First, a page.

It was a sunny July 1, 1994 day at Philadelphia’s Mann Music Center when Phish took the stage and blew him away, particularly their rendition of “Harry Hood.” This thrilling concert immediately caused David to become a self-professed “Phish junkie,” as he had never seen or heard anything like that before, and his intense fandom has never wavered since.
While he processed this life-altering experience in Philadelphia over a post-show cheesesteak, nowadays, you’re more likely to find him digging into a bowl of wonton soup. Food is certainly important to a man whose favorite holiday is Thanksgiving.
Billy Joel’s iconic album, The Stranger is near and dear to his heart, the Red Hot Chili Peppers are the last act remaining on his live bucket list, and this year, he hopes to see Orebolo live for the first time.
Working in finance and living in Manhattan, he loves the unparalleled energy of New York City, regularly catching two or three concerts weekly. Volunteering for FAN is a no-brainer because it enables David to give back to the community that brings him so much joy and love.
Born in Jamaica, Queens but “raised in the swamps of Jersey,” Jeff Gorlechen experienced a night like none other on February 26, 1991.
After driving to the Hershey Arena with his college buddies, fueled by little else but Cheddar Pretzel Combos, Jeff and his fellow Penn State pals proceeded to wait outside for six hours on a bracingly cold day. Why on Earth would they do that? Well, if you wanted to see Neil Young and Crazy Horse at a general admission show, you had to be willing to make a sacrifice. And that sacrifice was worth it because the concert was simply “incredible.” Neil Young was shredding, using volume as an instrument while the feedback-laden jamming from Crazy Horse was on an “insane” level that Jeff had never experienced at that point in any of his 40+ Grateful Dead shows or twelve Bruce Springsteen concerts.
During an enthralling rendition of “Like a Hurricane,” Jeff had an out-of-body experience, watching himself watch the band. That feeling set him off on a quest to see as much great live music as possible, and these days, he tries to fulfill that mission by averaging four concerts per week. Phish, Bruce Springsteen, Reverend Vince Anderson, Wayne Krantz, and naturally, Neil Young are among his favorite live acts, but don’t ask him to pick just one.
If he had a time machine, Jeff would enable himself to see the Beatles play. Otherwise, he has no bucket list because he’s seen just about everyone he’s wanted to see, but he is interested in catching Goose for the first time.
After having founded Brooklyn’s Sixpoint Brewery and building it over the course of twelve years, Jeff created his own company to run events and public relations for the food, beverage, and music industries in his beloved New York City, where he’s consistently enamored with the many different colors of people, the amazing food, and of course, the unparalleled live music scene.
His career dovetails perfectly with volunteering for FAN because with all the effort Jeff puts into seeing live music and building events, it made sense to marry the two together, and FAN gives him a great outlet to do some good while doing what he loves.
Jen Meyerhardt was born in St. Louis, MO and raised in New Canaan, CT, where the lack of a local live music scene forced her to either sneak into New York City dance clubs or pretend to be sleeping over a friend’s house while heading to Grateful Dead shows in the Northeast.
The Dead’s stellar performance at Alpine Valley in the summer of 1984 propelled her to devote a couple of summers to chasing the band cross-country, causing Jen to fall in love with the jamband scene. That love affair was forever solidified by a wild 1991 Bill Graham Telluride Midsummer Music Fest late night show at the Sheridan Opera House, featuring members of the Allman Brothers Band, Blues Traveler, and Widespread Panic. In the right place at the right time for this unexpected event, Jen was living in Telluride, taking a year off between college and the NYU School of Law, while waitressing at the Floradora Saloon. All of these concerts and the vibrant community they attracted were the soul food she needed to fuel her time through law school and a stint in Silicon Valley.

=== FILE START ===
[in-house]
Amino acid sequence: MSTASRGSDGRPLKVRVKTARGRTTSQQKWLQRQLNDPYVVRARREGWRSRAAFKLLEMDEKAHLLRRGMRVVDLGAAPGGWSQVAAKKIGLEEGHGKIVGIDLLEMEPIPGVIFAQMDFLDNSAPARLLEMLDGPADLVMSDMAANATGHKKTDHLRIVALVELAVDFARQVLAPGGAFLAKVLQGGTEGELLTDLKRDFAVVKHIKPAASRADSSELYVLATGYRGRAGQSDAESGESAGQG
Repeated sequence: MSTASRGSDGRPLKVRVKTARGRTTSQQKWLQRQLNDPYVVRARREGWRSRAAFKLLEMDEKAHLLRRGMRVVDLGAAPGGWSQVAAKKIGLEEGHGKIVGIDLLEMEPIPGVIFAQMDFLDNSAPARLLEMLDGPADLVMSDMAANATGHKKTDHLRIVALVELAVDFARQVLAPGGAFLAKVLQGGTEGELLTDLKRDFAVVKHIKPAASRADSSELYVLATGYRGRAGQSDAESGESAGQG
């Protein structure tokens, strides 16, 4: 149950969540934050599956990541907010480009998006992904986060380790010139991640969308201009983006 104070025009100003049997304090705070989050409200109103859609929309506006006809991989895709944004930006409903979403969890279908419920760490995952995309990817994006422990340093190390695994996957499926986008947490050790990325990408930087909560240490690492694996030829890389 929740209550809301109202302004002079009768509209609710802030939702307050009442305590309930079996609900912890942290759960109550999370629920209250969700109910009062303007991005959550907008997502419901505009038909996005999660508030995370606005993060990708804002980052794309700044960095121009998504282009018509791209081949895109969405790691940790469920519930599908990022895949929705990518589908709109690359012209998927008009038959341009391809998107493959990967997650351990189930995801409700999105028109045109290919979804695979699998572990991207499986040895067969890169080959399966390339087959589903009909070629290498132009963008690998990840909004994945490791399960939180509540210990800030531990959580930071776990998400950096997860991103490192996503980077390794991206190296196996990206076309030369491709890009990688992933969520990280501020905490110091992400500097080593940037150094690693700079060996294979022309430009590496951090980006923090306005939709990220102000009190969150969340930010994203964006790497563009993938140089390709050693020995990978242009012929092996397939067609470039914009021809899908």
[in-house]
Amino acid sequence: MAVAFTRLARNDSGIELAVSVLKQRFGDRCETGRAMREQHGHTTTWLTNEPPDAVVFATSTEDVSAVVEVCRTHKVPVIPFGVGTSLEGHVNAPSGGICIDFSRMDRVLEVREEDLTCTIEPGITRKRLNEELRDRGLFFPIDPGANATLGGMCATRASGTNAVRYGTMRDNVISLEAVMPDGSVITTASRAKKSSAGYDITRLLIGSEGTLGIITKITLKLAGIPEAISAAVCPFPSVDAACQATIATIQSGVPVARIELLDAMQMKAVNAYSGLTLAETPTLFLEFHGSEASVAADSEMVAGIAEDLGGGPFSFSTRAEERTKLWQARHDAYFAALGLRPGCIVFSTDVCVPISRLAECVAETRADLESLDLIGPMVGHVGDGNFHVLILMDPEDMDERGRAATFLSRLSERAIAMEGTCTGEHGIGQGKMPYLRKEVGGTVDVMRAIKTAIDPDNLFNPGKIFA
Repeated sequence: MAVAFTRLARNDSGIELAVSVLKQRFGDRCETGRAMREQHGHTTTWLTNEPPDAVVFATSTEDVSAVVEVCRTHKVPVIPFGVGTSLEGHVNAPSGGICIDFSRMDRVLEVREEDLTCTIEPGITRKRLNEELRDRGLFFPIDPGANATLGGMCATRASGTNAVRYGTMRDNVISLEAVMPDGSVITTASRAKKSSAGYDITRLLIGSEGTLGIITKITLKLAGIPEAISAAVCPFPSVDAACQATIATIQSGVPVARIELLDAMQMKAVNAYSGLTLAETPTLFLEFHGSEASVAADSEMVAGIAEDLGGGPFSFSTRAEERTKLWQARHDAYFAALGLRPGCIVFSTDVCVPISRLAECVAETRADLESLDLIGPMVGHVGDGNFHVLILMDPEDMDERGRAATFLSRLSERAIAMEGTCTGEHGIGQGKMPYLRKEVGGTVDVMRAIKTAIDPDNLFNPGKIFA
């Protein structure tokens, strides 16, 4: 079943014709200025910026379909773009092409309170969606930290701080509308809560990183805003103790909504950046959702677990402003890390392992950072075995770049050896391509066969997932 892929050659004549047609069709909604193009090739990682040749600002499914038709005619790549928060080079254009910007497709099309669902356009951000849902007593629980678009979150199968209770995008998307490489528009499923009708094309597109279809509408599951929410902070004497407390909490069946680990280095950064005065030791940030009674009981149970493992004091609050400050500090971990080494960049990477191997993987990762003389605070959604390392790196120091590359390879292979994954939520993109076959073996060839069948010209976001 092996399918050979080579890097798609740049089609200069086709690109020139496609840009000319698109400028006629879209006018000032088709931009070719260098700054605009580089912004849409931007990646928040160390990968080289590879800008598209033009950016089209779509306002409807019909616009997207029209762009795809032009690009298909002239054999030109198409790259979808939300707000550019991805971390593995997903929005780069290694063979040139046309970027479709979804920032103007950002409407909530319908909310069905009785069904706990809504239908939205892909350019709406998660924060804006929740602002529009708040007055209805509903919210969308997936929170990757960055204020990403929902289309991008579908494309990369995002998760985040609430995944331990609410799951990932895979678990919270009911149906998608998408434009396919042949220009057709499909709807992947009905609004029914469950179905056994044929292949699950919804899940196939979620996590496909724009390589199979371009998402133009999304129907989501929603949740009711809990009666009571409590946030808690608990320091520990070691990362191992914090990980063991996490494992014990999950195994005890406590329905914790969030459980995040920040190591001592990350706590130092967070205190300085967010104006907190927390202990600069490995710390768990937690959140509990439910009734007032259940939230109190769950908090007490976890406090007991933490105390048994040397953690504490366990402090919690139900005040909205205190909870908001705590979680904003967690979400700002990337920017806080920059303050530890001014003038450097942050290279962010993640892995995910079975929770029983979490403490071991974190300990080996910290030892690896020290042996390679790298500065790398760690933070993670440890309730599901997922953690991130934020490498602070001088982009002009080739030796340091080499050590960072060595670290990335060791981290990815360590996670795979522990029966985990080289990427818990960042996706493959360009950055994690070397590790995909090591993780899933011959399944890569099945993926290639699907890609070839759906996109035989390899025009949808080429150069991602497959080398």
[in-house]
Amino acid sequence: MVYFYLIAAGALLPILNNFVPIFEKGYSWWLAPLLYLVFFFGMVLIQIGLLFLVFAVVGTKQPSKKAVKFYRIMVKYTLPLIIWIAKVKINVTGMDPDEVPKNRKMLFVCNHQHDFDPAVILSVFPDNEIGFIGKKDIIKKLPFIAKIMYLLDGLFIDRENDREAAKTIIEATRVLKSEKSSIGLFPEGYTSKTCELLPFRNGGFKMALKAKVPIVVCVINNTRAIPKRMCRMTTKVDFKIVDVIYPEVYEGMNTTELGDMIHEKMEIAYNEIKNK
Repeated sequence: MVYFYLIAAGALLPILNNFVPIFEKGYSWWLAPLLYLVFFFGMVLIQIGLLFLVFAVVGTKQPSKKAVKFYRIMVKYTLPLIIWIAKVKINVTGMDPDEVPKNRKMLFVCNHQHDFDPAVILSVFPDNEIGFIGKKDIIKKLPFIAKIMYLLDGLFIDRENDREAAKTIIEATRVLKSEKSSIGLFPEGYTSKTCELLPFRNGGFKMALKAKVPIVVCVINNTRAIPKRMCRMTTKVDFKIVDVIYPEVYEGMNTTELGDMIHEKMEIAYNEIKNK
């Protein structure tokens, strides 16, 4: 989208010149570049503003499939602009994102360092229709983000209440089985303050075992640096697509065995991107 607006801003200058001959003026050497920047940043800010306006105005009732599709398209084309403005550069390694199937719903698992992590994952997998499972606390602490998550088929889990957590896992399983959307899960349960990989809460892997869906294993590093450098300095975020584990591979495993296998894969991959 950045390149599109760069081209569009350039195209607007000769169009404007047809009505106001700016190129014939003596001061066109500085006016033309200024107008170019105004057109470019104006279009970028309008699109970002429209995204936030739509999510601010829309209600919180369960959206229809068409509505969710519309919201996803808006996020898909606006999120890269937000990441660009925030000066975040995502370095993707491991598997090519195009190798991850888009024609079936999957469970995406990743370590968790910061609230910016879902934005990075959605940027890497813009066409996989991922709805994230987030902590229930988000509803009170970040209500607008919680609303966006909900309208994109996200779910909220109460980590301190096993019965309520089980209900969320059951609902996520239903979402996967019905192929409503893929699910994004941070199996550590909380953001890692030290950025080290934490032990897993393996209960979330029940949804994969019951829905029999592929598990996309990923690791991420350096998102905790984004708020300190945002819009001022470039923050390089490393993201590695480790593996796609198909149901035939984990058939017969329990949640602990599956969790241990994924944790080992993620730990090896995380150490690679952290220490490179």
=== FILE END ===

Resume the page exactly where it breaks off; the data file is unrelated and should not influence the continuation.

These days, Jen lives in Nyack, practicing law and advising several entities who champion social justice issues, music-related causes, and community-building endeavors. Along those lines, she serves on the Board of Directors for Feminist.com and is the Vice President of the Gerald L. Lennard Foundation.
Without a doubt, her favorite album is Joni Mitchell’s Blue, she somehow has the time to attend an average of three live concerts per week, and she’s most looking forward to seeing Neal Francis for the first time in 2022.
This self-described “bad Jew” loves to celebrate Christmas with her family, and her favorite food, tequila. Ultimately, Jen loves volunteering for FAN because assisting the community that sustains her sanity and surrounds her with like-minded and amazing people helps satisfy her need to give back.
Westchester native Joshua Roth experienced an epiphany at the age of 15.
The forecast called for rain on August 15, 1991, but overcast skies and an 80-degree temperature ruled the day as Josh took the train and subway to New York City’s Central Park for Paul Simon’s “Concert In the Park.” After navigating about 3/4 of the way toward the stage, Josh stood on a cooler with his best friend in the midst of the largest crowd he’d ever witnessed. The show and the music were incredible. Seeing Paul Simon’s music come to life in real-time, backed by a huge band, surrounded by what seemed like a million people in Central Park, was simply unforgettable.
These days, Josh helps to curate a healthy life for pets and their parents. He counts Neil Young as his favorite live artist, is holding out hope for a Talking Heads reunion, and yearns to see Kikagaku Moyo for the first time in 2022.
Josh loves New York City because, on any given night, you can have the best meal you’ve ever had and see some of the greatest music you’ve ever seen. And then you can do the same thing a few days later and have an even better meal and see even greater music. He considers it an amazing gift to be able to volunteer with people he loves in FAN, making real change in the world and people’s lives.